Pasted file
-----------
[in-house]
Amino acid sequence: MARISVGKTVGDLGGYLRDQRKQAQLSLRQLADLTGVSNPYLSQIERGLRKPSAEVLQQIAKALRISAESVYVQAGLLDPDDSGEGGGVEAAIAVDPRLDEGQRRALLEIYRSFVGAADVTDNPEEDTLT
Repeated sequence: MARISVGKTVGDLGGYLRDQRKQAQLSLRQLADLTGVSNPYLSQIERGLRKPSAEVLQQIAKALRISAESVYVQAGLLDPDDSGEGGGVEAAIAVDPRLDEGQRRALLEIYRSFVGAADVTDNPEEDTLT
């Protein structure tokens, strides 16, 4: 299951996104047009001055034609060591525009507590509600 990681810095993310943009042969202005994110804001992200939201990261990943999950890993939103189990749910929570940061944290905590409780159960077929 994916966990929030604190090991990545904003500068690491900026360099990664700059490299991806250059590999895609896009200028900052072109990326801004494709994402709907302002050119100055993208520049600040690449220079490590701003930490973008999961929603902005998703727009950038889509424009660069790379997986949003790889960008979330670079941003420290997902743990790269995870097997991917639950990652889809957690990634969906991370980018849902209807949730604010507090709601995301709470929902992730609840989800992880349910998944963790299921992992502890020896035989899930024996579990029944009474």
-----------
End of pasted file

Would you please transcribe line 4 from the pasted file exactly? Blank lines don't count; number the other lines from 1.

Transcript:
């Protein structure tokens, strides 16, 4: 299951996104047009001055034609060591525009507590509600 990681810095993310943009042969202005994110804001992200939201990261990943999950890993939103189990749910929570940061944290905590409780159960077929 994916966990929030604190090991990545904003500068690491900026360099990664700059490299991806250059590999895609896009200028900052072109990326801004494709994402709907302002050119100055993208520049600040690449220079490590701003930490973008999961929603902005998703727009950038889509424009660069790379997986949003790889960008979330670079941003420290997902743990790269995870097997991917639950990652889809957690990634969906991370980018849902209807949730604010507090709601995301709470929902992730609840989800992880349910998944963790299921992992502890020896035989899930024996579990029944009474």